Zilia Sánchez Afrocubano (1957) Oil on canvas, 27 ½ × 21 ½ in., Private collection, Madrid
The Phillips Collection presents the first museum retrospective of Cuban artist Zilia Sánchez (b. 1926, Havana). This long-overdue exhibition examines the artist’s prolific yet largely unknown career that spans almost 70 years, featuring more than 60 works including paintings, works on paper, shaped canvases, and sculptural pieces, alongside illustrations, design sketches, and ephemera. The exhibition traces Sánchez’s artistic journey from her early days in Cuba to her extended visits to Europe and residence in New York, and finally her move to Puerto Rico, where she now lives and works. Many of Sánchez’s works reference protagonists from ancient mythology (such as Trojans, Amazonians, and Antigone—all warriors and female heroines). Others have reoccurring motifs of lunar shapes, erotic topologies, and tattoo drawings that map physical and psychological spaces and add another dimension to her curvilinear geometry, rich with metaphorical meaning. The exhibition title, Soy Isla (I Am an Island), serves as a personal metaphor for Sanchez’s experience as an islander—connected to and disconnected from both the mainland and mainstream art currents.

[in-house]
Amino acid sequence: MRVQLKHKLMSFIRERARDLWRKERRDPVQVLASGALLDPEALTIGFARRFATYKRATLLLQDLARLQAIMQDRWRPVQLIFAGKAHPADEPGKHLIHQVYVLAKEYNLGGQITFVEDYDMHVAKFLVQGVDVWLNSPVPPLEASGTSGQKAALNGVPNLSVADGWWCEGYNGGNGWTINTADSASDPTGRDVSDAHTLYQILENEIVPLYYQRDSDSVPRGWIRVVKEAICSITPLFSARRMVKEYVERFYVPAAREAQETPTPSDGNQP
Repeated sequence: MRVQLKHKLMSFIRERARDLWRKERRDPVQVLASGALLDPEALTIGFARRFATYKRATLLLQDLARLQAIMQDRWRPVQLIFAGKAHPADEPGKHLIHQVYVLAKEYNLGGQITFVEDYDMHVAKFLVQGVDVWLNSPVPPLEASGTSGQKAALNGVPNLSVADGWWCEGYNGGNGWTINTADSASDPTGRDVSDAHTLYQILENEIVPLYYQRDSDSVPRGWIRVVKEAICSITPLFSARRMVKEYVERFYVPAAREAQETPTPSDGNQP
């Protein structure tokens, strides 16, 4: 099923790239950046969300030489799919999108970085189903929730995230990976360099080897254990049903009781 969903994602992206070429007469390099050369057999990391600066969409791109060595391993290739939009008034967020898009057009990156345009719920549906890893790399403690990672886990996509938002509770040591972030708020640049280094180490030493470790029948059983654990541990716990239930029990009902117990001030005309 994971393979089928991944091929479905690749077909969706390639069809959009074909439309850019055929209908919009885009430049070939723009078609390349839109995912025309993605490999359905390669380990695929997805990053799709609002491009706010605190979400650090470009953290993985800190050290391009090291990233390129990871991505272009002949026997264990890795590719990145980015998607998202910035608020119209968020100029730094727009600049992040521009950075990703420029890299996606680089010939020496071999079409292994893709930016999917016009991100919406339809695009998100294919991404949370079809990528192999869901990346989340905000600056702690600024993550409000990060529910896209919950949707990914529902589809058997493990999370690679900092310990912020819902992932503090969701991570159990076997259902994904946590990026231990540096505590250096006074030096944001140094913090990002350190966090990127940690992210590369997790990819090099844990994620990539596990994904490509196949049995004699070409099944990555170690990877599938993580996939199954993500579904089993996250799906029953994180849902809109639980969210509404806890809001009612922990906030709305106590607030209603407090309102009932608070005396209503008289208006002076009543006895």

The Cuban artist Tania Bruguera (born 1968) has been selected to create the 2018 Hyundai commission for Tate Modern’s central four-stories high Turbine Hall. She is best known for her socially and politically engaged installations, which have in the past addressed topics of migration, border control and institutional power structures. She has created a unique concept for her political approach to art – Arte Util (useful art) – which is developed in her new work for the Turbine Hall. In 2012 Bruguera was also in residence at Tate Modern with her ongoing project Immigrant Movement International, in which visitors were required to line up and pass a lie detector test based on questions from the UK immigration form before being granted access to the Tate Tanks display. The installation is curated by Catherine Wood, Senior Curator of International Art (Performance) and Isabella Maidment, Assistant Curator of Performance, and accompanied by a new book from Tate Publishing (forthcoming March 2019).
Brings together models, drawings and archival photographs as well as new photography of key buildings, not only those by the Brazilian Oscar Niemeyer and Mexican Luis Barragán but also less well known structures by Cuban architects, such as Hugo d’Acosta.
The exhibition is accompanied by two major publications: a catalogue and an anthology of primary texts translated from Spanish and Portuguese.
Retrospective (organised by the McMullen Art Museum, Boston College) of the Cuban twentieth-century artist Wifredo Lam (1902-1982) alongside responses to his legacy by contemporary artists. Traces his career from his early studies in Madrid, his move to Paris in 1938 where he became a member of the Surrealists in the 1940s before he developed his signature fusion of Cubism, Surrealism, Santería imagery and vivid Afro-Caribbean symbolism.
The exhibition will transfer to the Pompidou Centre, Paris, in September 2015.